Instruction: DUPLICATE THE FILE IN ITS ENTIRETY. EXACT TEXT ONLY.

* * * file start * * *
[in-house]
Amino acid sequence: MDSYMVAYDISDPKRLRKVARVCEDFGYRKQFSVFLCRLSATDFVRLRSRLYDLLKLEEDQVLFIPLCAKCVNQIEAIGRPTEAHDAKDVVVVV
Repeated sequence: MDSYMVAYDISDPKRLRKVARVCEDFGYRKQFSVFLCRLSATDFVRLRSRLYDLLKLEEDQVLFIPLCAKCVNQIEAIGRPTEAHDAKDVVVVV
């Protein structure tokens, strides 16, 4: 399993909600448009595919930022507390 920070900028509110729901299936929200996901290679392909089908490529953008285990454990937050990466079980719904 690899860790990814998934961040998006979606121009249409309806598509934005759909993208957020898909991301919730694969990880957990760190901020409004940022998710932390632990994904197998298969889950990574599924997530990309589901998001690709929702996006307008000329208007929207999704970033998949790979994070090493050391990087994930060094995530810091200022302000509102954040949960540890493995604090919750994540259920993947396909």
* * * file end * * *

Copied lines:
[in-house]
Amino acid sequence: MDSYMVAYDISDPKRLRKVARVCEDFGYRKQFSVFLCRLSATDFVRLRSRLYDLLKLEEDQVLFIPLCAKCVNQIEAIGRPTEAHDAKDVVVVV
Repeated sequence: MDSYMVAYDISDPKRLRKVARVCEDFGYRKQFSVFLCRLSATDFVRLRSRLYDLLKLEEDQVLFIPLCAKCVNQIEAIGRPTEAHDAKDVVVVV
């Protein structure tokens, strides 16, 4: 399993909600448009595919930022507390 920070900028509110729901299936929200996901290679392909089908490529953008285990454990937050990466079980719904 690899860790990814998934961040998006979606121009249409309806598509934005759909993208957020898909991301919730694969990880957990760190901020409004940022998710932390632990994904197998298969889950990574599924997530990309589901998001690709929702996006307008000329208007929207999704970033998949790979994070090493050391990087994930060094995530810091200022302000509102954040949960540890493995604090919750994540259920993947396909």